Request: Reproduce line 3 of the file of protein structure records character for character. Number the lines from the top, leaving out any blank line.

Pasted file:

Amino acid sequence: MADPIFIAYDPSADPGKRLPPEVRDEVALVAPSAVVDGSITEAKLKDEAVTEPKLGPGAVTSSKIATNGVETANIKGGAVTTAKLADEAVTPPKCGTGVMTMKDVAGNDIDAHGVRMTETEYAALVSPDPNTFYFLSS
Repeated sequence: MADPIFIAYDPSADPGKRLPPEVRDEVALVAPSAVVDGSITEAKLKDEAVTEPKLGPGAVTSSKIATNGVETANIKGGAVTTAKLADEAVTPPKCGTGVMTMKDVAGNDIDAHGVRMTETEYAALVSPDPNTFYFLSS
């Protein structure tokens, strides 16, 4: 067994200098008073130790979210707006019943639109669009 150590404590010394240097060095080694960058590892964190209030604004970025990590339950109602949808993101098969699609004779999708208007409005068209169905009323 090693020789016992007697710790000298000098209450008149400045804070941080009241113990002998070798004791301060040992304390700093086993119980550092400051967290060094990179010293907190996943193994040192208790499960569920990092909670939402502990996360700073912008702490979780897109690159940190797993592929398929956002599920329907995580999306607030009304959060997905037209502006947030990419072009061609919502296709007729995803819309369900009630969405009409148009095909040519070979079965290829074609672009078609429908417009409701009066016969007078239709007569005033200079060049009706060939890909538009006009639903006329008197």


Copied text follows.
């Protein structure tokens, strides 16, 4: 067994200098008073130790979210707006019943639109669009 150590404590010394240097060095080694960058590892964190209030604004970025990590339950109602949808993101098969699609004779999708208007409005068209169905009323 090693020789016992007697710790000298000098209450008149400045804070941080009241113990002998070798004791301060040992304390700093086993119980550092400051967290060094990179010293907190996943193994040192208790499960569920990092909670939402502990996360700073912008702490979780897109690159940190797993592929398929956002599920329907995580999306607030009304959060997905037209502006947030990419072009061609919502296709007729995803819309369900009630969405009409148009095909040519070979079965290829074609672009078609429908417009409701009066016969007078239709007569005033200079060049009706060939890909538009006009639903006329008197």